Yesterday we headed south to visit a small church in the care of the Churches Conservation Trust, in the hamlet of Winterborne Tomson in Dorset. The church is St Andrew’s Church, a Norman church dating from the early 12th century. It’s tiny – a mere 12.20 m (40 feet) from end to end and 4.60 m (15 feet) wide. It still has some of the original stone roof tiles, though most are replacement terracotta ones.
St Andrew’s Church, Winterborne Tomson, Dorset.
The door is studded with nails (and additional pretty orangey yellow lichen).
Inside it is wonderfully plain, with the only Norman apse in Dorset: a beautiful rounded east end to the building, with the oak beams above echoing the shape and decorated with intricately carved wooden bosses.
Oak beams and bosses in the apse ceiling.
The interior is furnished with plain oak box pews, a pulpit, a simple screen, and communion rails, all of which were added in the early 18th century.
Over the door the old rood-loft has been converted into a gallery. It is so wormy and rickety that the public is asked not to climb up there, and certainly looking at it I’m not sure it would have borne our weight.
The view from the pulpit, with the wormy rood-loft gallery, and the nails bent over on the inside of the door.
The pulpit viewed from the east end of the church, with the screen.
Inside one of the box pews.
The communion rails and altar.
The church is redundant (ie no longer used for regular services), but still consecrated. It was last used regularly in 1896. It is clearly much loved: there were beautiful, simple vases of flowers around the sides.
Another view from the pulpit. Lots of simple flower decorations.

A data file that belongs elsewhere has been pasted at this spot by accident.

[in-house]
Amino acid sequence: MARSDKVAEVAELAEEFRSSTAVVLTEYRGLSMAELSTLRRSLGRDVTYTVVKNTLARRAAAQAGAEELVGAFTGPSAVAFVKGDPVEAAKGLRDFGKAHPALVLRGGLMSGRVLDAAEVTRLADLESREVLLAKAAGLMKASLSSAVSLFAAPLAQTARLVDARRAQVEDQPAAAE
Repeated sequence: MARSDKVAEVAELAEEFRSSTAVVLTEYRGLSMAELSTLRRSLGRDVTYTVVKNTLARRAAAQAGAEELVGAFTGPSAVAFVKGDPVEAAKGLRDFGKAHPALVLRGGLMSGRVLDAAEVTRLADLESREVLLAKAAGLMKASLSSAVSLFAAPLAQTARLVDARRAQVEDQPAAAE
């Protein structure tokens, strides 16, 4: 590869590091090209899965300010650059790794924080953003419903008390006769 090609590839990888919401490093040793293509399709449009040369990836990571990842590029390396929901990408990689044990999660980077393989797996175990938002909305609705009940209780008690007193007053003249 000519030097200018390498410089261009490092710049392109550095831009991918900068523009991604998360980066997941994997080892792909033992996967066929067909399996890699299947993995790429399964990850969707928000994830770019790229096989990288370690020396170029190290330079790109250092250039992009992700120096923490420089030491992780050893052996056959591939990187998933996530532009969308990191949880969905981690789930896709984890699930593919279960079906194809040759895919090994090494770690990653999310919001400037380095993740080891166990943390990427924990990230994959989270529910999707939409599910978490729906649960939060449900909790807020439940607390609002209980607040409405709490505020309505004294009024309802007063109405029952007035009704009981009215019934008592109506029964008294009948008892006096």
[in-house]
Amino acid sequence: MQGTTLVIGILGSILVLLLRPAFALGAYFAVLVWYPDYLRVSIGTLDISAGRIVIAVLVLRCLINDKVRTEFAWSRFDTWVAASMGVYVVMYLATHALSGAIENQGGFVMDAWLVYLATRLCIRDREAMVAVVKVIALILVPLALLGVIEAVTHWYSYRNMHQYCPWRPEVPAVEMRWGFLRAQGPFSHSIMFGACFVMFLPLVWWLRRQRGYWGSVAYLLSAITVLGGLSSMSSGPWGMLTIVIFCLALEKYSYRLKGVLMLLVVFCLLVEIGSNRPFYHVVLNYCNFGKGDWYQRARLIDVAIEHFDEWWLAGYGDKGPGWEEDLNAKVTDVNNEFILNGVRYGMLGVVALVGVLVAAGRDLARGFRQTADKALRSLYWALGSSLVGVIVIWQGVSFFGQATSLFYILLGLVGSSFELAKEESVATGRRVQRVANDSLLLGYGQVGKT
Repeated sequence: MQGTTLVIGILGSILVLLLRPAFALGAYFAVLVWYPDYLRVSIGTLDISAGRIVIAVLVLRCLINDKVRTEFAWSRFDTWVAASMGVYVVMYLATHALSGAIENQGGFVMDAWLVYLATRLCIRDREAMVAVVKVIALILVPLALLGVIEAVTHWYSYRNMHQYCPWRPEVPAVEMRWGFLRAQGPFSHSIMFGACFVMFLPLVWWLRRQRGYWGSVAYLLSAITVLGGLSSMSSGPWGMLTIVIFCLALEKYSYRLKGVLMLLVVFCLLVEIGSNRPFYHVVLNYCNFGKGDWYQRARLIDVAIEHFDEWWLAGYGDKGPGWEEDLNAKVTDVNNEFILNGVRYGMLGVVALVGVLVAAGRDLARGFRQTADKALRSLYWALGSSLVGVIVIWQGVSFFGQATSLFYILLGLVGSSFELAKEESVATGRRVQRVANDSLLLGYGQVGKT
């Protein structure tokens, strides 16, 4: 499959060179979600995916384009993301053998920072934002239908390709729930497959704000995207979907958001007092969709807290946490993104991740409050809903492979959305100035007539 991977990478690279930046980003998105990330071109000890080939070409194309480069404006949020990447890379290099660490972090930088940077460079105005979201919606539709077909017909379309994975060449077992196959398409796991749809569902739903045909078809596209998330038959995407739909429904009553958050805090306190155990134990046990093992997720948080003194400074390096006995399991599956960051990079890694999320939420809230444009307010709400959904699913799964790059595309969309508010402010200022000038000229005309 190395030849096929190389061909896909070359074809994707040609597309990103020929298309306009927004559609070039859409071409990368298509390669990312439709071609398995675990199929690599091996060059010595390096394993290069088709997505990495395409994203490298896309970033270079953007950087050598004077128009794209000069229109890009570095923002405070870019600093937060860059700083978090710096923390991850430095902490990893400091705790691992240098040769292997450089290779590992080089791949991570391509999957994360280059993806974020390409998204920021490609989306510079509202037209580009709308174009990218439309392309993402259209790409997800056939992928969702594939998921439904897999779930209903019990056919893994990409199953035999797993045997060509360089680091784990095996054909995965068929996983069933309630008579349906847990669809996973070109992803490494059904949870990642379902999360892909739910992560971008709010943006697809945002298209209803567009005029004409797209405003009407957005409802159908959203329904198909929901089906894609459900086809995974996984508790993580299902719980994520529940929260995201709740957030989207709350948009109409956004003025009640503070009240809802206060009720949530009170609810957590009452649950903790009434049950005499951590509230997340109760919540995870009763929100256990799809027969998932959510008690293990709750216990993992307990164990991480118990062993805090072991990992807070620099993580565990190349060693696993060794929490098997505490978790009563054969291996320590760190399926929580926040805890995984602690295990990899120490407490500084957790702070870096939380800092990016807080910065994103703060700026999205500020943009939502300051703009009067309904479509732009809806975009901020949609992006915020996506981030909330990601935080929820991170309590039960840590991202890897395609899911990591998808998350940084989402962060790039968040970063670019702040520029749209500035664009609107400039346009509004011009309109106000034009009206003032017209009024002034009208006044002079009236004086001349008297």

Daffodils and tulips in one of the windows.
On one of the interior walls is a plaque commemorating the architect in charge of the restoration of the church from 1929-1931, Albert Reginald Powys: apparently before that time it was used as a livestock pen for the neighbouring farm. The funds for the restoration were provided largely by the Society for the Protection of Ancient Buildings (SPAB): the Society sold some manuscripts it held by Thomas Hardy, himself a SPAB member for 47 years, to fund the costs.
The plaque commemorating Albert Reginald Powys.
Right next to the church is a farmyard with some very inquisitive (and licky) calves.
On the way home we had a blustery walk up on Fontmell Down Nature Reserve.
Fontmell Down Nature Reserve on a very blustery spring day.
The reserve wasn’t looking quite as glorious as the last time we were there, but the common spotted orchids (Dactylorhiza fuchsii) are on their way up: the plants with their well-named leaves were apparent in some numbers.
Leaves of the Common spotted orchid (Dactylorhiza fuchsii)